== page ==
Most orthoses for children with upper limb nerve injuries are custom-made as there are very few sizes available with off-the-shelf devices. They are either directly moulded to the limb using low-temperature thermoplastic, or made from a cast taken if the affected region.
Spina Bifida is a congenital condition that causes paralysis and loss of sensation. The amount of motor and sensory loss depends on where the lesion is situated on the spinal cord, but essentially the higher the lesion the more disability is incurred.
When the lesion is very low there is some minor foot instability which may require the use of foot orthoses. If the lesion is high enough to cause weakness to the calf muscle, then Ankle-Foot Orthoses (AFOs) are often needed to prevent a crouched gait. Carbon-fibre AFOs, Solid-Ankle or Ground-Reaction (GRAFOs) and Energy Storage and Return AFOs (ESR AFOs) can all be used depending on how much support is needed.
Some people with low lumbar lesions are able to walk with AFOs, but as the quadriceps become weaker, higher support is usually needed. Knee-Ankle-Foot Orthoses (KAFOs) become necessary to prevent collapse of the knee in these cases. These may be manufactured with a lockable knee joint or a weight-activated lock to prevent knee collapse.
With higher lumbar lesions, KAFOs are not enough support as the hip extensors are paralysed and the trunk is totally unsupported and will fall forward. Standing or walking without crutches or a walker is very difficult or not possible. A Reciprocating Gait Orthosis (RGO) can be used for ambulation or a rigid body brace connected to KAFOs (THKAFOs) can be used for standing. Lockable hip and knee joints allow sitting without removing the orthosis. Mild to moderate hip and knee contractures may be able to be accommodated in the orthoses.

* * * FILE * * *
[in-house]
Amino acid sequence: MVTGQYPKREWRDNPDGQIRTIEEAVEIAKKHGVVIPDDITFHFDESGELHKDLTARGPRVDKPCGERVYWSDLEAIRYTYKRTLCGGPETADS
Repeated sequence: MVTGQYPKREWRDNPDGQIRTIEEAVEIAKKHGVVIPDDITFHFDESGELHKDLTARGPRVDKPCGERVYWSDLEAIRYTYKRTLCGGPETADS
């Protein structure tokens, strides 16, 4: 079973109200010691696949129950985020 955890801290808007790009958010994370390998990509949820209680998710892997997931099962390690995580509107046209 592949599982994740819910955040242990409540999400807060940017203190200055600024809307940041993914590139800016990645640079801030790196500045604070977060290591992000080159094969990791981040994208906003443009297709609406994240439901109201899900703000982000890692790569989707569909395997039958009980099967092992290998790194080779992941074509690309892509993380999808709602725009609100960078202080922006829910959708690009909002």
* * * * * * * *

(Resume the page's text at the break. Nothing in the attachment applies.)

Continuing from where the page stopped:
If the goal is for standing or limited walking with a thoracic lesion, a RGO or THKAFO can be used.
Joint contractures of the knee and ankle are common in spina bifida due to muscle strength imbalance around joints. Contractures of the knee can be managed statically with three-point knee extension orthoses, or more dynamically with Monodos or Ultraflex dynamic brace systems www.ultraflexsystems.com. These devices are typically used at rest for a prescribed period.
Foot and ankle contractures can sometimes be helped by the use of night splinting. Ankle-Foot Orthoses (AFOs), either pre-fabricated or custom made, can be used to reduce a foot angulation deformity.
As a result of a traumatic head injury, stroke or the consequences of a neural tumour, the muscles of the body, particularly the arms and legs can be impacted. Paralysis or hypertonia interferes with walking and/or using the hand. Impacts may be mild inconveniences to devastating disability.
Orthotic devices can be used rehabilitate children and young adults after a brain injury. Examples of problems we can help with include:
- Footdrop or calf spasticity: Weakness of the dorsiflexor muscles (that hold up the foot while off the ground) or calf over-activity cause tripping and poor foot placement. Various forms of Ankle-Foot Orthoses (AFOs) can be used here.
- Wrist and finger contractures: Due to wrist and finger flexor spasticity, the hand is unable to open and it becomes tight. Resting splints, both passive and dynamic can be used to prevent further tightening of the muscles or hold position after botox or surgery.